The new, more ambitious target is part of a climate protection program Berlin is now defining. The solar sector believes, however, 98 GW will not be enough to ensure the country’s energy transition

The draft version of the climate policy package unveiled by German chancellor Angela Merkel at the recent UN Climate Action Summit in New York devoted one whole sentence to solar power – namely by finally removing the 52 GW total capacity limit which would have automatically halted all PV subsidies.

The federal cabinet today approved the 2030 Climate Protection Program and, although solar still only occupies marginal space in the 170-page document there were at least some encouraging additions.

The government has raised its solar ambition to 98 GW by 2030, around twice the installed PV generation capacity at present. That means around 50 GW of new solar would have to be installed in the next 11 years, to generate around 90 TWh of solar power by 2030. The policy also calls for an improvement to the program aimed at ensuring tenants can benefit from solar power.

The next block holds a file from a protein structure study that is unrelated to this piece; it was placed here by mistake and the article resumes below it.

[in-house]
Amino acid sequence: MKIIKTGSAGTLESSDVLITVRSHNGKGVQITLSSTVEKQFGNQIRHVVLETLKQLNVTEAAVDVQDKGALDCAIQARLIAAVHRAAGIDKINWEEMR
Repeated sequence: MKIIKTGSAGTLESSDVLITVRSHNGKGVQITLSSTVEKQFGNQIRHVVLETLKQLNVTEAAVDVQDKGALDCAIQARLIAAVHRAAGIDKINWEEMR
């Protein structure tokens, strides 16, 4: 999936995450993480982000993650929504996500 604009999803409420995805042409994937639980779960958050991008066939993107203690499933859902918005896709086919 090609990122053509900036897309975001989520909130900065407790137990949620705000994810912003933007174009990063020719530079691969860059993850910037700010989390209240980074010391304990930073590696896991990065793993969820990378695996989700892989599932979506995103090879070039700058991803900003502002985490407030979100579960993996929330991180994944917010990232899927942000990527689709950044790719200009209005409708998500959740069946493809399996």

The German Solar Industry Association (BSW-Solar) welcomed the raised PV target but stressed there was an urgent need for further improvements and rapid legislative amendments to mandate the ambition. Managing director Carsten Körnig pointed out by the middle of the 2020s, almost 100 GW of installed solar capacity would be necessary if the federal government takes its climate targets seriously.

To hit that sort of level, market barriers to solar deployment would have to be removed and the new target must be enshrined in the EEG energy law, said Körnig.

Image: Goldbeck Solar, Keep at it old son, there’s plenty more where that came from…


 

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